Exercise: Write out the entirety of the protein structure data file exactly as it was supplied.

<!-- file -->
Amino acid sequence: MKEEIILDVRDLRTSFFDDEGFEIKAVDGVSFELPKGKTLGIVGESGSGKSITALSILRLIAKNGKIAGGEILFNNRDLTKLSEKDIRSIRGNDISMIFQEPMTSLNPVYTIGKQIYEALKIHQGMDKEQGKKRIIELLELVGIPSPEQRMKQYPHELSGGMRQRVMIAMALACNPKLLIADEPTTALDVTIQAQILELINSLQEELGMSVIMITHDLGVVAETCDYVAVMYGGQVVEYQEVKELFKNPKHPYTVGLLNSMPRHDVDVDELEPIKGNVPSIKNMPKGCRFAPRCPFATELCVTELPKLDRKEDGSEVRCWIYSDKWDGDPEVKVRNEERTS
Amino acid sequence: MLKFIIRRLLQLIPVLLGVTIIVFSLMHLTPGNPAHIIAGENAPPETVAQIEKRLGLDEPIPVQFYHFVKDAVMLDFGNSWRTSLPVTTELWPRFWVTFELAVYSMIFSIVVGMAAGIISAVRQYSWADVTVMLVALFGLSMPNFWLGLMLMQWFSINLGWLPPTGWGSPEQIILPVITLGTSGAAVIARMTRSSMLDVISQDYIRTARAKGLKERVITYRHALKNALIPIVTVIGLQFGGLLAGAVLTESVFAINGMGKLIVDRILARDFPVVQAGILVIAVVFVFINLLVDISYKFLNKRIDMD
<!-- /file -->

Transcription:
Amino acid sequence: MKEEIILDVRDLRTSFFDDEGFEIKAVDGVSFELPKGKTLGIVGESGSGKSITALSILRLIAKNGKIAGGEILFNNRDLTKLSEKDIRSIRGNDISMIFQEPMTSLNPVYTIGKQIYEALKIHQGMDKEQGKKRIIELLELVGIPSPEQRMKQYPHELSGGMRQRVMIAMALACNPKLLIADEPTTALDVTIQAQILELINSLQEELGMSVIMITHDLGVVAETCDYVAVMYGGQVVEYQEVKELFKNPKHPYTVGLLNSMPRHDVDVDELEPIKGNVPSIKNMPKGCRFAPRCPFATELCVTELPKLDRKEDGSEVRCWIYSDKWDGDPEVKVRNEERTS
Amino acid sequence: MLKFIIRRLLQLIPVLLGVTIIVFSLMHLTPGNPAHIIAGENAPPETVAQIEKRLGLDEPIPVQFYHFVKDAVMLDFGNSWRTSLPVTTELWPRFWVTFELAVYSMIFSIVVGMAAGIISAVRQYSWADVTVMLVALFGLSMPNFWLGLMLMQWFSINLGWLPPTGWGSPEQIILPVITLGTSGAAVIARMTRSSMLDVISQDYIRTARAKGLKERVITYRHALKNALIPIVTVIGLQFGGLLAGAVLTESVFAINGMGKLIVDRILARDFPVVQAGILVIAVVFVFINLLVDISYKFLNKRIDMD